• Dynamic configuration: Fine-tune your product's settings and parameters on the fly, tailoring the experience to specific user segments or responding to real-time events. No code changes required.

This dynamic approach allows product teams to iterate rapidly, test hypotheses, and personalize experiences, all while maintaining a stable codebase and minimizing risk. 

Specialized experimentation platforms like Eppo also offer advanced capabilities like sophisticated targeting, real-time monitoring, and full native data warehouse integration for trustworthy data based on your company’s internal source of truth.  

5. Automate flag cleanup (if possible)

We've already discussed why making feature flags temporary is essential. However, manually hunting through your codebase to remove old flags is tedious and error-prone. One potential solution to preventing technical debt caused by stale flags is automation.

It’s important to think about this carefully in each use case for feature flags and ensure that automated flag cleanup won’t introduce any risks. Assuming the context allows for it though, here are some tips to keep in mind:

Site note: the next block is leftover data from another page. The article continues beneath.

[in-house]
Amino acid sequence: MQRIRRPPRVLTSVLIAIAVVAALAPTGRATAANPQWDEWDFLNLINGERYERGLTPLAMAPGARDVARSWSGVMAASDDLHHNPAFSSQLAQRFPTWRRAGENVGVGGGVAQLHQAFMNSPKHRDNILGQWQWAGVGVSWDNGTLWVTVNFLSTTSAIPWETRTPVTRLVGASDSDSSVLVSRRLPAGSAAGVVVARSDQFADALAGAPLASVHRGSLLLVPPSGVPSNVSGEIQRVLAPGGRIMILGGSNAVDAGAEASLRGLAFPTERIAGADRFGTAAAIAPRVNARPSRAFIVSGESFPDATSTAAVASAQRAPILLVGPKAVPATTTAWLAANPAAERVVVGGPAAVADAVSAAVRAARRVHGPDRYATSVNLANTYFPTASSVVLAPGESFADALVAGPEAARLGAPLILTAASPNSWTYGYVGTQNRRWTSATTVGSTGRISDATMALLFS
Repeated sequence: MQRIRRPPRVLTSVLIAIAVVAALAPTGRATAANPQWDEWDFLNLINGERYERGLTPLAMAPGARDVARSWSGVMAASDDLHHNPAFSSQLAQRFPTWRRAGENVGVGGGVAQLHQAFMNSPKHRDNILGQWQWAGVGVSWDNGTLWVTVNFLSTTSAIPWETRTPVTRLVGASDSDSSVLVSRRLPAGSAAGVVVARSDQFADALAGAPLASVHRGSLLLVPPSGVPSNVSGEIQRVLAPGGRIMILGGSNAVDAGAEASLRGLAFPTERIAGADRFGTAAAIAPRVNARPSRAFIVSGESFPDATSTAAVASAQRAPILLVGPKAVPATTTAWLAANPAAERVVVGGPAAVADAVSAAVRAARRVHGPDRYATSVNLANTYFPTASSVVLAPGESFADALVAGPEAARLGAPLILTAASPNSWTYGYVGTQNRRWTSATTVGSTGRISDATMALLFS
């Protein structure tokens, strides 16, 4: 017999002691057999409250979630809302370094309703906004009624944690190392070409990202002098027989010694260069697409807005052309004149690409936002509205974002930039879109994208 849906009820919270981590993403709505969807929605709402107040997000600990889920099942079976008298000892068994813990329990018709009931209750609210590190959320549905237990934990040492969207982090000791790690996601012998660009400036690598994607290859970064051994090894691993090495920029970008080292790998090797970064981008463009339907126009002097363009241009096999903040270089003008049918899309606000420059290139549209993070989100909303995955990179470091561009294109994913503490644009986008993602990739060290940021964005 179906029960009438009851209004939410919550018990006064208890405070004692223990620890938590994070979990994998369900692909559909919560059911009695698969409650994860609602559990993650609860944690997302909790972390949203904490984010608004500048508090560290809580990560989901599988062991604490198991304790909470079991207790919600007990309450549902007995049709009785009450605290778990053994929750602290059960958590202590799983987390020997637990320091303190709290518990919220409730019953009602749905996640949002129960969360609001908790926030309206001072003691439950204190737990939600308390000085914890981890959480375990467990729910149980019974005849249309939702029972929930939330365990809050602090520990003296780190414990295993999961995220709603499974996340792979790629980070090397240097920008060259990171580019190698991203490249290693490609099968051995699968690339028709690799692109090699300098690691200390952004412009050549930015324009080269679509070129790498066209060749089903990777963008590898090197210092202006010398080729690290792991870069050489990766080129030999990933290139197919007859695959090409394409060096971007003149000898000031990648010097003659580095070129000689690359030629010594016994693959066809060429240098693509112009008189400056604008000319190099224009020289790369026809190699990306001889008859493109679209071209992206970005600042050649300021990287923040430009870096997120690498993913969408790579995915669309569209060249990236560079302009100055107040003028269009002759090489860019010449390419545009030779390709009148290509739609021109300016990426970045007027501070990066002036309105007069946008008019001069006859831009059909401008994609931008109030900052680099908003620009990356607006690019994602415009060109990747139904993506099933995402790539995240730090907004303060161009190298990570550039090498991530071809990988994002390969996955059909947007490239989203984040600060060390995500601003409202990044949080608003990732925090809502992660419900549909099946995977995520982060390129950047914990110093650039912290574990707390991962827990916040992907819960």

First, you should set clear time limits when creating a feature flag. This could be aligned with a specific release cycle, the duration of an experiment, or a fixed date. 

Next, implement a system of reminders and alerts to notify the responsible team members when a flag nears its designated expiry. This allows you to review flags periodically and make informed decisions on whether to extend the flag or remove it.

If possible, use automated removal tools offered by some feature management platforms. These tools can remove flags automatically after a certain period or based on specific criteria, streamlining your cleanup process.